7 Customer Service Principles That Should Inform Your Marketing

Does your company have an invisible wall between your customer service and marketing departments? In actuality, customer service and marketing are flip sides of the same coin. Marketing is focused on attracting leads and converting them into customers.

Customer service is focused on helping and retaining those very same customers. The following seven customer service principles are equally important for your marketing strategy.


You’ve probably heard the phrase “content is king.” Usually, it means the quality and relevance of your content is critical to your internet marketing strategy. Many websites have tried the trick of posting repetitive articles that are stuffed with keywords and lack substance. The days of engine algorithms falling for that old tactic are long gone. And, as consumers become more and more discerning, the strategy is doubly-doomed to fail. However, the true meaning of “content is king” goes a lot deeper.

Your content, whether it’s on your website, brochures, or elsewhere, can be your most valuable customer service rep. For your content to be truly effective, keep the following points in mind.

  • Always focus on the user. What are the user’s priorities, problems, and questions? Examine these questions with every piece of content you produce.
  • Use simple language. Simple language is polite language that values the user’s time. Be as clear and concise as possible.
  • Make it helpful. Ensure that support pages, FAQ pages, and how-to videos are actually helpful to your target audience. What may seem crystal clear to you, an expert on the subject, could be clear as mud to someone with little to no knowledge of the subject.

By following these tips, you’ll be able to create valuable content pieces for your target audience. It’s all about prioritizing clarity and use value.

Reputation Management

Customer service makes your marketing team’s job easier or considerably more difficult. Outstanding customer service allows marketing to devote their efforts to heightening your company’s visibility to prospects and customers. Substandard customer service inevitably causes marketing to divert time and resources to reputation management, performing tasks such as finding and responding to negative reviews.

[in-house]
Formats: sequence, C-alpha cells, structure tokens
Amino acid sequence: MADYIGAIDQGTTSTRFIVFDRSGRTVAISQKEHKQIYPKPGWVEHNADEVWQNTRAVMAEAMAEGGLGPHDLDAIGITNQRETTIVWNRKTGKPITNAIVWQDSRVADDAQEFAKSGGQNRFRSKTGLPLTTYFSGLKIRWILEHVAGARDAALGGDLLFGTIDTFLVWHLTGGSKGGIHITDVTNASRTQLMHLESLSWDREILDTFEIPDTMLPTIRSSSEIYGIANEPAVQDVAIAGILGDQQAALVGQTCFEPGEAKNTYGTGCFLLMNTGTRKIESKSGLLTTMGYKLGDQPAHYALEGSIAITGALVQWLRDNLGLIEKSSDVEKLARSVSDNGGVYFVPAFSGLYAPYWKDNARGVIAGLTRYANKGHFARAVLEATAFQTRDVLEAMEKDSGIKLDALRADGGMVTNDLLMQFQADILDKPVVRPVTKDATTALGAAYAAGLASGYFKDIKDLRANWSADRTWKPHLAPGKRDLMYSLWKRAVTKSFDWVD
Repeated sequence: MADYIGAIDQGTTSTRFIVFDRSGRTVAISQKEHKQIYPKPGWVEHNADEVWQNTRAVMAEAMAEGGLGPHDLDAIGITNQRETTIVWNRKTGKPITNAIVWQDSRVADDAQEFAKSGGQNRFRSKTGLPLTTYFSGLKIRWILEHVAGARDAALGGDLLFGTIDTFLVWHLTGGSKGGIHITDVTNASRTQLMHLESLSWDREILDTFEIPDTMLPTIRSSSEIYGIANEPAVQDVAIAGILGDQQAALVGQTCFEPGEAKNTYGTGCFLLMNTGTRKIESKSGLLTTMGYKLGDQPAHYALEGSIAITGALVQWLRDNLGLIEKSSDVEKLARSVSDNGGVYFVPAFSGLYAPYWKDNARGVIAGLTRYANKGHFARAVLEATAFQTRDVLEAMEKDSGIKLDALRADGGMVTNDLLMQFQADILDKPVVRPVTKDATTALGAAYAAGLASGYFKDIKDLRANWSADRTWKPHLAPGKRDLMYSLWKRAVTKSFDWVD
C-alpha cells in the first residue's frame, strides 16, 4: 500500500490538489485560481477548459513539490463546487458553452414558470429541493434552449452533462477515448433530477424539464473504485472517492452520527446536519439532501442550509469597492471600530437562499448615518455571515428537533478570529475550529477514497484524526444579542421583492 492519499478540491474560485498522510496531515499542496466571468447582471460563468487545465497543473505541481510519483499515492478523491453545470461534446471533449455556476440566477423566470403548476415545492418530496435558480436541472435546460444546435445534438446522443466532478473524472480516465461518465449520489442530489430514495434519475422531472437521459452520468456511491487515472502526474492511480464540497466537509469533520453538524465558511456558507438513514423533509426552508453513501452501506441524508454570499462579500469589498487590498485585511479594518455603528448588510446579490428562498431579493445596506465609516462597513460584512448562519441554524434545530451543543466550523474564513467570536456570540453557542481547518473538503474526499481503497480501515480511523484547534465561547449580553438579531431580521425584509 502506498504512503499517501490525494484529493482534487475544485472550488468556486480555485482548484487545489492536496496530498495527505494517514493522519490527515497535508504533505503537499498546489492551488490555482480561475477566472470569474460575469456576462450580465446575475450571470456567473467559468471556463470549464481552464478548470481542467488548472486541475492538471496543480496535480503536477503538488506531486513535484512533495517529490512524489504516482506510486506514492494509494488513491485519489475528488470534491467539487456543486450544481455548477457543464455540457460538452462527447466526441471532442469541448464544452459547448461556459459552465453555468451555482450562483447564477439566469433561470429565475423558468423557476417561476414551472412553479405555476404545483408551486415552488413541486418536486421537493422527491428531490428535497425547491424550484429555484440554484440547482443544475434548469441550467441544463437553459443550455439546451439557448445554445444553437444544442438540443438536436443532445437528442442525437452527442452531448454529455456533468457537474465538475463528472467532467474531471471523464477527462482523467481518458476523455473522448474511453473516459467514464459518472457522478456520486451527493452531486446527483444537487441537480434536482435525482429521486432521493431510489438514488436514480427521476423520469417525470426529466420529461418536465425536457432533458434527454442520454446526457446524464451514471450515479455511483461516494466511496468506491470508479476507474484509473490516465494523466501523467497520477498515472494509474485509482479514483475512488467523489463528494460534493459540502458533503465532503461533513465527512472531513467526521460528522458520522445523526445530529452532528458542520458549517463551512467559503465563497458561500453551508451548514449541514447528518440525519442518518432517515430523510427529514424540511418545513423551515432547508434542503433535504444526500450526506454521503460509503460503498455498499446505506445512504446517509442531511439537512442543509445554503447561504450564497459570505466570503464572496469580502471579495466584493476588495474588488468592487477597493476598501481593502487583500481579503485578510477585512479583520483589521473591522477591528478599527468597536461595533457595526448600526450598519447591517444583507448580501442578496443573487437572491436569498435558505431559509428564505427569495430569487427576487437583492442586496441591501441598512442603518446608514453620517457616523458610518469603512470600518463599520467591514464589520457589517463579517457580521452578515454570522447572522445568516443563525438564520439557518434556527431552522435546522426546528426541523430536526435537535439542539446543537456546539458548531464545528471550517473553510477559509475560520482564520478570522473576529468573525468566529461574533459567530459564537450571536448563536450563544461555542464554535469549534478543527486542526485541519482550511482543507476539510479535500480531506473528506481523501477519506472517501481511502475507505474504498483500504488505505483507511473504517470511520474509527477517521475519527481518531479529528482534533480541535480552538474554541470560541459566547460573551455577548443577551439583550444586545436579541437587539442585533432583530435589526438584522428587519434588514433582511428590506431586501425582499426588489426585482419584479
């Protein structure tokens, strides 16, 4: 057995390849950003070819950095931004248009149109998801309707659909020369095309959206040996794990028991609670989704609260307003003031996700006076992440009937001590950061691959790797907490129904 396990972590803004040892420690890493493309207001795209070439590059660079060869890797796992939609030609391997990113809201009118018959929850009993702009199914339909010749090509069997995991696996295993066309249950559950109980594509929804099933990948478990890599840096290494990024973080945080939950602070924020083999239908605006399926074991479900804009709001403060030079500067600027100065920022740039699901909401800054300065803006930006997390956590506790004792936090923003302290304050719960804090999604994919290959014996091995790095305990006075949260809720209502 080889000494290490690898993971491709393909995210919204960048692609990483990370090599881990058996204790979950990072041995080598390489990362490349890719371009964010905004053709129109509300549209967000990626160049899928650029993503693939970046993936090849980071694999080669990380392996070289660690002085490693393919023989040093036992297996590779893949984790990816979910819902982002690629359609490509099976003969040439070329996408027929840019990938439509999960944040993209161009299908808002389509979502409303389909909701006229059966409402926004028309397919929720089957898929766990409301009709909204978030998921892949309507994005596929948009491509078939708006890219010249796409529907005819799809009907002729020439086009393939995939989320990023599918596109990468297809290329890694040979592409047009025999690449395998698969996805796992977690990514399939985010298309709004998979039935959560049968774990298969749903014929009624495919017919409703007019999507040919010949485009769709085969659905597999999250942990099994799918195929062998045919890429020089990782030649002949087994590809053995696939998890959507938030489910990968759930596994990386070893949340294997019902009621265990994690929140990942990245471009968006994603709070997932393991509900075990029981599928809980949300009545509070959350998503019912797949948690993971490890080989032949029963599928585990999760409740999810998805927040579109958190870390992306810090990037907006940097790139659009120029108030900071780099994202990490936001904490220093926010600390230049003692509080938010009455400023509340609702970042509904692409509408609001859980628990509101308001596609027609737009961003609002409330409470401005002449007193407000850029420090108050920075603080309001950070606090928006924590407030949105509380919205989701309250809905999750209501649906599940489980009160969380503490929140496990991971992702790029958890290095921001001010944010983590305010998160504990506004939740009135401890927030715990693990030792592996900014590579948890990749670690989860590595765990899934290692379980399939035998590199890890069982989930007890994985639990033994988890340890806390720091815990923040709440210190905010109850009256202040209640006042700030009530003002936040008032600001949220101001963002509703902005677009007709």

Almost all consumers read reviews and trust them as much as a recommendation from someone they know personally. Positive reviews are great, but negative reviews must – repeat must – be handled professionally and humbly, acknowledging their complaint and doing all possible to resolve the unhappy situation.

Typically, a customer service rep was the last contact the customer had with the company before posting the negative review. How many of those negative reviews could have been avoided by a well-trained, empathetic, empowered customer service rep?

User Experience and Your Brand

Creating a great user experience has never been more important. Growing your brand happens with every interaction between the customer and your company, whether it’s a website user experience or speaking with a customer service rep. ¬†Customer service puts a personal face on your brand and has a substantial impact on your marketing strategy, either positive or negative.

Work as a Team

Target refers to their employees as team members for a good reason. It creates a positive feeling for both customers and employees. One good way to implement this is to get input from both marketing and customer service on problems. Being able to look at customer problems from both a marketing and customer service viewpoint can be helpful to both marketing and customer service and, of course, the customer.

Great reviews and testimonials from delighted customers are one of your company’s most valuable resources. Marketing needs them. Customer service knows who they are and may well have created that delighted customer with a world-class response to a problem.

Fast Response Time

Speed matters. Whether they’re visiting your website or contacting customer service, customers hate waiting. A customer who gets impatient with a slow website will probably abandon the site and go elsewhere. A customer who gets upset by long waits on hold, multiple transfers, rudeness or a perceived lack of caring about their problem may post one or many negative reviews. Of course, customer satisfaction is always more important than speed without resolution.¬†

It is also important to communicate with your customers in a way that is easy for them. Many people prefer using text-based communication on their phone over talking with someone on the phone or using a webchat. Not only does this improve your response times, potential customers are 8x more likely to convert when you use a texting system.


Customers expect to receive accurate information, both on a website and in person. Accuracy is regarded as a minimum service level. It won’t result in more delighted customers, but providing information that isn’t accurate or, even worse, untruthful, will create miserable customers.

Accessibility and Transparency

Customers want it to be easy to reach someone with the power to solve their problem, whether it’s on the phone, through email or a comment form on your website. If there’s going to be a delay in resolving the issue, they want to be told why and how long it will take.

Marketing and customer service are linked, with both focusing on the customer. Marketing may deal with targeted demographics while customer service reps speak to one person at a time, but they are both dealing with human beings who expect to be treated with politeness and truth. Implementing the same customer service principles will benefit marketing, customer service, and the brand.

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